I knew to expect a workmanlike performance from Andy Ortmann (Panicsville), and the best rush of this split LP comes courtesy Ben Vida. The bottom falls out and we’re whipped through a salvia-sound waterslide into a technicolor heaven-hell with chimes greeting us at the bottom. It’s a thrilling plunge, albeit a temporary one. Soon slithering clouds of electricity and liquid stutter-steps on chaos pads drop on the canvas, a steady rhythm snaking its way through then disappearing like a character in a dream. THEN we take the plunge again and we’re at lightspeed in a greased toboggan. WHEW! Holy SHIT!
Vida’s side is louder, more bombastic than that of Ortmann. At times, specifically the instance described above, his full-throttle style provides a rush you can only get when you jump out of the plane and toss the parachute to the side. At others, a toned-down, three-layer mulch of static hushes the rush. Halfway through his side a thrilling push-pull sequence gives way to a more random approach that, short of autopilot mode, seems to cry out for the listener’s attention more than it needs to before a more well-considered cosmic drone cushions a ping-ponging exercise as much hair_loss/Metasplice as it is Eric Copeland/Black Dice. A tad busy, a tad sloppy, still a sick side from a seismic slop-hound with a bad audio attitude. This fish is delish!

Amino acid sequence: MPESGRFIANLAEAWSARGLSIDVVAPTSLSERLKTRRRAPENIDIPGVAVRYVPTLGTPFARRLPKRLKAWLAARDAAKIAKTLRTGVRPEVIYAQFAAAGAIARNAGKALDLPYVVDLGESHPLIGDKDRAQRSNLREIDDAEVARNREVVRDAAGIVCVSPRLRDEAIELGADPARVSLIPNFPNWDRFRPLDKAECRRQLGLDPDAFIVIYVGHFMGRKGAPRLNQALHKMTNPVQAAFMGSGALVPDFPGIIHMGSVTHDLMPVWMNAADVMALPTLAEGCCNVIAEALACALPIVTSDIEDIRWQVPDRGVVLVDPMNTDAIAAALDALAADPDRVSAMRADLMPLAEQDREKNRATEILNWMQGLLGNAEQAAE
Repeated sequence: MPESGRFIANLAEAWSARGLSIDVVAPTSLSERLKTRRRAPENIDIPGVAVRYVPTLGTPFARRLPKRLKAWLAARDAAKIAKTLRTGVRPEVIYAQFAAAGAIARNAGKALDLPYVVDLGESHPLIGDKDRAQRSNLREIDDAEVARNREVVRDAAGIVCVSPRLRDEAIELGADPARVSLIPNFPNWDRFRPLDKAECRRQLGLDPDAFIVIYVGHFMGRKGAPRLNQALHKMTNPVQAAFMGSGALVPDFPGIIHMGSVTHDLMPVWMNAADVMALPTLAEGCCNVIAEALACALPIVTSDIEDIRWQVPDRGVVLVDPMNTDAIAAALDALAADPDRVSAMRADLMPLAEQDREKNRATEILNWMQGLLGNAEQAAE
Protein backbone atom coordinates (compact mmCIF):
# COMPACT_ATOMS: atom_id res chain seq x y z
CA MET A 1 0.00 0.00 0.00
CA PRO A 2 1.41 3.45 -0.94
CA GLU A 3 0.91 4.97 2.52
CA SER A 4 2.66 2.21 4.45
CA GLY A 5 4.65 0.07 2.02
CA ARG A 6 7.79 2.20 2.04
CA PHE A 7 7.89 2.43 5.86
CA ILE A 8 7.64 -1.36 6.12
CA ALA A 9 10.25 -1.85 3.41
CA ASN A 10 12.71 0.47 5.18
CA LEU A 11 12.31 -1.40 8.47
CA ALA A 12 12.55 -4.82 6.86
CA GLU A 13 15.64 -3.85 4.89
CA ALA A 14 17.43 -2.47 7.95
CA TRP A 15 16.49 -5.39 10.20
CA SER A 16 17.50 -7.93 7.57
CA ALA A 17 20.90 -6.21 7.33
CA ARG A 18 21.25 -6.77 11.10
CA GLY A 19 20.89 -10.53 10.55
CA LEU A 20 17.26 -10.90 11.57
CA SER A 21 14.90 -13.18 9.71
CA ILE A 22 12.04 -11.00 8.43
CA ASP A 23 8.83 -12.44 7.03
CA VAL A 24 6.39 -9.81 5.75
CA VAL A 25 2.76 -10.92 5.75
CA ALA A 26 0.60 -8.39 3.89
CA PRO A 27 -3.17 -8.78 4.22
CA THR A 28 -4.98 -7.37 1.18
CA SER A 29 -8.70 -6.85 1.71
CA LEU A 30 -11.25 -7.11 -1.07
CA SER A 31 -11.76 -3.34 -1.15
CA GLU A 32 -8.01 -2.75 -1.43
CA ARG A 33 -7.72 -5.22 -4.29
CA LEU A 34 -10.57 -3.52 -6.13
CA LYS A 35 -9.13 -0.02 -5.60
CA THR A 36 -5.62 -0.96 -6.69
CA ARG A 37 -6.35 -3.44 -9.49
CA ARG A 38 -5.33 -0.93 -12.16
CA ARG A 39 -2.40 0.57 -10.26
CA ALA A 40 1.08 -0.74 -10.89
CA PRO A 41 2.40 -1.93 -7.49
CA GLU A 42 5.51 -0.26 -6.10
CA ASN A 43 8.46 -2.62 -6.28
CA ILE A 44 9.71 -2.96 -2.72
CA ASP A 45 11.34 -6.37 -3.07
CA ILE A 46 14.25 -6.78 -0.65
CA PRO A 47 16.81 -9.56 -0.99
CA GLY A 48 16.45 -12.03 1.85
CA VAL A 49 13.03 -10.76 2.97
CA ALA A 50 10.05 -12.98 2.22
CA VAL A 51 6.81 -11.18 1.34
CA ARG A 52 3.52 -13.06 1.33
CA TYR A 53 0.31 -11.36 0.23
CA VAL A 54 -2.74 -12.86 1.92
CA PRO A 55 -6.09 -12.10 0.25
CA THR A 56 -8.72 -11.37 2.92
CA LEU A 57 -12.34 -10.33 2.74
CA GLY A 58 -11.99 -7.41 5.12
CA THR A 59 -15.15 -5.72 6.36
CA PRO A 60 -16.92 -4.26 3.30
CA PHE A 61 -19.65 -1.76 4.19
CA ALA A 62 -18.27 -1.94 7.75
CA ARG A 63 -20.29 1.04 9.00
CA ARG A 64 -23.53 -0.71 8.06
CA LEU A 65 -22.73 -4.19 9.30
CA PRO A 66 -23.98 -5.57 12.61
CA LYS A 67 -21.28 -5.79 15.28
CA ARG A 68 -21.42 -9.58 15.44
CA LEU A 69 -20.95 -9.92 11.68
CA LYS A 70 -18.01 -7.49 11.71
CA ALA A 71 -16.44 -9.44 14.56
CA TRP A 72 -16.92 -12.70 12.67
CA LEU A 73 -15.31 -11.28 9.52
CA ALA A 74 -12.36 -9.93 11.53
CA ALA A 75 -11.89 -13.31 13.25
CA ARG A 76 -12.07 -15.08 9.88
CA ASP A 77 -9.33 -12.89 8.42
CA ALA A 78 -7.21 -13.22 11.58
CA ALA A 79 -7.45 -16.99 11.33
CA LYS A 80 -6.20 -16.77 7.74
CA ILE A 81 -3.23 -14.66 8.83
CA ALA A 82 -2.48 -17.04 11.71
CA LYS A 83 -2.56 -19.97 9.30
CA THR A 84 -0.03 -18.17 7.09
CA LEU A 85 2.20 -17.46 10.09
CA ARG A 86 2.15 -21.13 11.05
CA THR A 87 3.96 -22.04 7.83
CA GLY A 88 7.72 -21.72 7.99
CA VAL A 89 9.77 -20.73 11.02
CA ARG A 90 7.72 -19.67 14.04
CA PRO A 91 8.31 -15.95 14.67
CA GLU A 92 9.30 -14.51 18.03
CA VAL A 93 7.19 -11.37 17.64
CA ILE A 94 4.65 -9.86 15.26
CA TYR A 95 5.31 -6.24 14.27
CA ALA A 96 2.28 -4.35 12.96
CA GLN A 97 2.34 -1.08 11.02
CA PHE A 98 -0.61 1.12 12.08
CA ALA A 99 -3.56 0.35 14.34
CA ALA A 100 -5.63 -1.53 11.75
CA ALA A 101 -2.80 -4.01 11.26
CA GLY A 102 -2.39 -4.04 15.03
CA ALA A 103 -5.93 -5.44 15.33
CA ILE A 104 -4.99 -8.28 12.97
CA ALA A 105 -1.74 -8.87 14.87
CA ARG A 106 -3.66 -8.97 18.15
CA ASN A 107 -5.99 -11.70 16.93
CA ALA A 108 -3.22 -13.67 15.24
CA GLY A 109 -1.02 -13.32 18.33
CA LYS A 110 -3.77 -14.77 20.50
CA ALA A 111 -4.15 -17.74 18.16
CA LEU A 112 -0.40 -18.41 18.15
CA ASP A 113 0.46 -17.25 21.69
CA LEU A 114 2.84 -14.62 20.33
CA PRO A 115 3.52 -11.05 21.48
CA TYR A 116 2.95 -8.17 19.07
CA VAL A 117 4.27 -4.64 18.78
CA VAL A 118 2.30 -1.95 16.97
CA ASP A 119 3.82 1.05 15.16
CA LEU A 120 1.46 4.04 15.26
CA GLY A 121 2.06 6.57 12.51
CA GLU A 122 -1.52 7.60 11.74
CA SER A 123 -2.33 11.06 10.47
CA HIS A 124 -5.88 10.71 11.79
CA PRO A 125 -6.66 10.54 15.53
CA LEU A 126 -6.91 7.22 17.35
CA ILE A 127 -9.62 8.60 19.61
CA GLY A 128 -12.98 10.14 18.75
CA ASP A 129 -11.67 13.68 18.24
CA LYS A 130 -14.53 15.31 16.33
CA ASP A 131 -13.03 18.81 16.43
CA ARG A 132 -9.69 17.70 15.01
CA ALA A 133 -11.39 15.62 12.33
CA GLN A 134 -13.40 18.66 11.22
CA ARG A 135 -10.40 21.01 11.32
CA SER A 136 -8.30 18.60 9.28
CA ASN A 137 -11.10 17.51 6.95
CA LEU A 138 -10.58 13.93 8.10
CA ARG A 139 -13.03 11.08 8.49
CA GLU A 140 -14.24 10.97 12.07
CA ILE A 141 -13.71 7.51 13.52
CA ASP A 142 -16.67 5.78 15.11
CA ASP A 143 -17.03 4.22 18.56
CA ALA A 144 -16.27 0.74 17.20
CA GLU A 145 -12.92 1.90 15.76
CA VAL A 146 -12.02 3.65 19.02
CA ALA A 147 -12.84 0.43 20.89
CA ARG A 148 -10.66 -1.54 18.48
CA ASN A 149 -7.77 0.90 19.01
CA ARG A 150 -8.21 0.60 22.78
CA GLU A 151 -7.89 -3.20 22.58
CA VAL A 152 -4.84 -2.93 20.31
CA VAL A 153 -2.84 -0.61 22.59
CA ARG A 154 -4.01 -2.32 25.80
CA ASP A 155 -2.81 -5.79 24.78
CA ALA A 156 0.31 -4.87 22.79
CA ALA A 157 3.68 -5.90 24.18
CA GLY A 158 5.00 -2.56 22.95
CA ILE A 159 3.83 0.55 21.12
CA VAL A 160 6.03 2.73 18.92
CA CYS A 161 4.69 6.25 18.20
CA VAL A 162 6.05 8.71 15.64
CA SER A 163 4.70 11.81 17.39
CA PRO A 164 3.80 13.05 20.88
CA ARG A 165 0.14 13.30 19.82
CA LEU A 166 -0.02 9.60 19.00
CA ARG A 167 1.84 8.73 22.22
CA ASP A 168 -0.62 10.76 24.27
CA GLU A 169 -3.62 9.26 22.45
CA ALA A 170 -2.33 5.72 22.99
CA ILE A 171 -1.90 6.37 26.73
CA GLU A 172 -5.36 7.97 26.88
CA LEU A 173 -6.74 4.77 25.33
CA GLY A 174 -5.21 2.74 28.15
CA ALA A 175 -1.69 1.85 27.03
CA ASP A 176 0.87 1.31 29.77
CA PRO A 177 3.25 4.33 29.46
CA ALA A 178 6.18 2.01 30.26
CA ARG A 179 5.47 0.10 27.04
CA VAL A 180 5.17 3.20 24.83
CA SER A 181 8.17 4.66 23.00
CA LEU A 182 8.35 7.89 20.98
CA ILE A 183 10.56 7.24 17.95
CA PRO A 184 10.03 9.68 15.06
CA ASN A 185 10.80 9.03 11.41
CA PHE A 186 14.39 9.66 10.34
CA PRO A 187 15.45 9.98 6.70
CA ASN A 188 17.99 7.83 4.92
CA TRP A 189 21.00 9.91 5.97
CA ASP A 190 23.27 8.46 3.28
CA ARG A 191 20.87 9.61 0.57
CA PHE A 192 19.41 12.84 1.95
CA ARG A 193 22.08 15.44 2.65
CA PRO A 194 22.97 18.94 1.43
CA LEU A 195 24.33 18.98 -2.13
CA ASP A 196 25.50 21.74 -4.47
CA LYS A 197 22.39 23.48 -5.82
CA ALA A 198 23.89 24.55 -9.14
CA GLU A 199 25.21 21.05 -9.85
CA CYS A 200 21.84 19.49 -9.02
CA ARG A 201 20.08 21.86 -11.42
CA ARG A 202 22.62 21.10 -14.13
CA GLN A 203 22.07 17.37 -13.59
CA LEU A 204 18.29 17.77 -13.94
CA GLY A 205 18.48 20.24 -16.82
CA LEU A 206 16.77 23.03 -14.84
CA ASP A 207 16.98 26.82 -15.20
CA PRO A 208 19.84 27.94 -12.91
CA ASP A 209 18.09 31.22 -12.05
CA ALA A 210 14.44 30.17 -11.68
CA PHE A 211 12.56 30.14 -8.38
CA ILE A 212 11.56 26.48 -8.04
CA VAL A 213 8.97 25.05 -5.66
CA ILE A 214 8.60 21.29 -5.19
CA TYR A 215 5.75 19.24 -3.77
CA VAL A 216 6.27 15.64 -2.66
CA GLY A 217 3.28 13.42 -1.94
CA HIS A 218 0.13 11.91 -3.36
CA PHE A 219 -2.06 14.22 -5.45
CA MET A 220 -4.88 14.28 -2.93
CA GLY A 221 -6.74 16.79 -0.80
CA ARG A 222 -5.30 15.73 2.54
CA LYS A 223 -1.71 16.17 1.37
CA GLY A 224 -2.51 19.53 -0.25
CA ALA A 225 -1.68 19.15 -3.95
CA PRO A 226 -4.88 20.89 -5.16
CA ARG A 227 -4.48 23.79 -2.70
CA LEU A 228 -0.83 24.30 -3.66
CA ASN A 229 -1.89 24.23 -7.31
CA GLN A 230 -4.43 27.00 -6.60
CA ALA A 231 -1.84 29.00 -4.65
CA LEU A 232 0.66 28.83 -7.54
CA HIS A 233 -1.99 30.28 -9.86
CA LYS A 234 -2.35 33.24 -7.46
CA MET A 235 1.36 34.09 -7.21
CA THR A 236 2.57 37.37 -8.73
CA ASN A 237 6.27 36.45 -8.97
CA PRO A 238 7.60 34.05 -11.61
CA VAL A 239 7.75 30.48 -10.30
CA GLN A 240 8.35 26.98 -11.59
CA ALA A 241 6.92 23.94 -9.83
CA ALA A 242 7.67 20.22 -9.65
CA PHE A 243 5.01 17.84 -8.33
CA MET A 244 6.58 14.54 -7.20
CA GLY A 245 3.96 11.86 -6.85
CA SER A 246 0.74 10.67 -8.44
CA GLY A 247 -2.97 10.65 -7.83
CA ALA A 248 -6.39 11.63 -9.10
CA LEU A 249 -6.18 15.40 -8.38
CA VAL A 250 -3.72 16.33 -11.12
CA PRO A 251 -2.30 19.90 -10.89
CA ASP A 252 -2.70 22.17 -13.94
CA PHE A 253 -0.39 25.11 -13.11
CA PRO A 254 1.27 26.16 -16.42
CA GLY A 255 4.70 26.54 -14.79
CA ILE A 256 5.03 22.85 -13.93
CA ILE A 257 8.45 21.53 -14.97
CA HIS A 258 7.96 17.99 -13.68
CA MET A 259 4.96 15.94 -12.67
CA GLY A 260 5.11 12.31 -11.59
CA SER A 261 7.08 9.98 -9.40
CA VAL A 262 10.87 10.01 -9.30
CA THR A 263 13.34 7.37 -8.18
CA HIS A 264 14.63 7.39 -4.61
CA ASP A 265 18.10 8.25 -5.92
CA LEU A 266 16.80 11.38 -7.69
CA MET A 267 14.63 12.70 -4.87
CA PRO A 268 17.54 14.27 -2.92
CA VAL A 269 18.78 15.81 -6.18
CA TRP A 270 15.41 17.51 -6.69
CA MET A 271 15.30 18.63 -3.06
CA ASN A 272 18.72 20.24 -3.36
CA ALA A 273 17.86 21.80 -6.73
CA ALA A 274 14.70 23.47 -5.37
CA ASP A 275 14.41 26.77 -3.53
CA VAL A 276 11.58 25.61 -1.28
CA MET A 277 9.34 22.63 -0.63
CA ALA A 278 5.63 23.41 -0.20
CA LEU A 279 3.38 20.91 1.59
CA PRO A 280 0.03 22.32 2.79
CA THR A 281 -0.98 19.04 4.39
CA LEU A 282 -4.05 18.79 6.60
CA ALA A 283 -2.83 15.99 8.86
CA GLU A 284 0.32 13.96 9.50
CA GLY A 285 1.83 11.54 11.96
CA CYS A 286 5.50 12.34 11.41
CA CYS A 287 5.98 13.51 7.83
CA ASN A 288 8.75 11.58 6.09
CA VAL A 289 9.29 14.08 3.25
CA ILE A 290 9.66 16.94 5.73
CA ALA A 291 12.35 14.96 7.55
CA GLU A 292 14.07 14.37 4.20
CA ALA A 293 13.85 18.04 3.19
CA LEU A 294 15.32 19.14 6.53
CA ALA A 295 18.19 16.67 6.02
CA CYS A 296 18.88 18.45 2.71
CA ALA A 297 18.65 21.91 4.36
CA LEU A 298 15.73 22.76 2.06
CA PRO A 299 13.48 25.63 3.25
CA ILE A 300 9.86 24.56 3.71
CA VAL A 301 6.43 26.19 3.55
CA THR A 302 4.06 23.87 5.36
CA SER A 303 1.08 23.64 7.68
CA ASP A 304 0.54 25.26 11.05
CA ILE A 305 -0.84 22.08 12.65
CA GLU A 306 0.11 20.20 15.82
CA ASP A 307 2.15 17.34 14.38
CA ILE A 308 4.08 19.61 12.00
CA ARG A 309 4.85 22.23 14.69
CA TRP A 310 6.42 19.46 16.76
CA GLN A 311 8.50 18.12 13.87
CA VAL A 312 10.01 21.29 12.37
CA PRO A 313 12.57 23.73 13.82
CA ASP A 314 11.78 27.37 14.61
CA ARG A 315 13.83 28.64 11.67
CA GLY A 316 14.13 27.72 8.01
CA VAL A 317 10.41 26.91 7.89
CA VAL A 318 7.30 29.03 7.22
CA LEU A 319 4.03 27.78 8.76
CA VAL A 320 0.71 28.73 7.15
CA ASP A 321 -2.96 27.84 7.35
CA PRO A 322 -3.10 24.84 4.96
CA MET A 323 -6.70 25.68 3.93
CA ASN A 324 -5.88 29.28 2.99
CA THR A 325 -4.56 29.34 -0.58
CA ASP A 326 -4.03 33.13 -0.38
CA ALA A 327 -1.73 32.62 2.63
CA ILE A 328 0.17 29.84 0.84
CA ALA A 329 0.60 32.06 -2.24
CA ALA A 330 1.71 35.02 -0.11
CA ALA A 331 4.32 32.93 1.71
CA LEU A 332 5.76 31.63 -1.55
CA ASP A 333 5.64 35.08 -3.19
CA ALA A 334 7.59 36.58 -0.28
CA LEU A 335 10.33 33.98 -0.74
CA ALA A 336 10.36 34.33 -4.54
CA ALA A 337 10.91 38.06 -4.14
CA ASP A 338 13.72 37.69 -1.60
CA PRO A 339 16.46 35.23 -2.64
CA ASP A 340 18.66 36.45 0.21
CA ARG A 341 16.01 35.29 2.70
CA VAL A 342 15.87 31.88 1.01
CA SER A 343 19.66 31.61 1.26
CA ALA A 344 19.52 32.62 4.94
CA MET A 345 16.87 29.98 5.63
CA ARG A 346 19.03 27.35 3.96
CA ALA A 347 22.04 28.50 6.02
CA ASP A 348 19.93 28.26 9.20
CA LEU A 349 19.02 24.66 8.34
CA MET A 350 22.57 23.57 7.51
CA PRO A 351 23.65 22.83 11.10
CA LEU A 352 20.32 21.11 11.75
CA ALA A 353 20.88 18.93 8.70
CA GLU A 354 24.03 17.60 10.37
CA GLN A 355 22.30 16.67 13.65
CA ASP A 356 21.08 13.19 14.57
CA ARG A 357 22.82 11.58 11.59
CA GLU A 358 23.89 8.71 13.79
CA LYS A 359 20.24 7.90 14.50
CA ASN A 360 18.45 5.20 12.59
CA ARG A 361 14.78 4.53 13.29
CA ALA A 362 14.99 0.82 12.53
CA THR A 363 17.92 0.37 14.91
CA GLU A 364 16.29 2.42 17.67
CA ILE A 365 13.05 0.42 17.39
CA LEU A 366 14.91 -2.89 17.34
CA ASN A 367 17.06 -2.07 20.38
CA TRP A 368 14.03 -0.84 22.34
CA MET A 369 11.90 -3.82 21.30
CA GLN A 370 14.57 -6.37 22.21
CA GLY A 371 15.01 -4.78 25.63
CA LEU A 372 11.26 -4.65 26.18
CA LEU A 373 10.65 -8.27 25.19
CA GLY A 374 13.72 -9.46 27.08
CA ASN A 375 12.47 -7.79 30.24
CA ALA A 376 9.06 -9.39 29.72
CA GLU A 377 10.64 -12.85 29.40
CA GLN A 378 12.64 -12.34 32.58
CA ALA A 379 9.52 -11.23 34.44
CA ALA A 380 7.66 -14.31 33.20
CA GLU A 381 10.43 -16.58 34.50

Ortmann, what can I say? The man’s done his homework, and we all get to share in the wealth of it. All five-odd cuts here are worth investigating if the mod-synth/kosmiche thing got hold of you (perhaps you heard of it?), in particular because this fellow’s been around awhile and knows what to do with his riches. It never seems as if there’s too much activity, nor too little, and the swirls of sweet melody and rhythmic permutations. One of these cuts appeared on that compilation I “put out” (as in, not much hype, whereas people still order that Tonstartssbandht tape a few times a month), and it gets new life on vinyl, surging with robotic precision and all-too-human abandon.
The fifth movement will stay with you the longest. It’s got a nasty, severe undertone to it that underpins the cold, clammy programming overtop perfectly. Class act.
Simple paste-on art completes the deal. Not sure when this came out; who cares?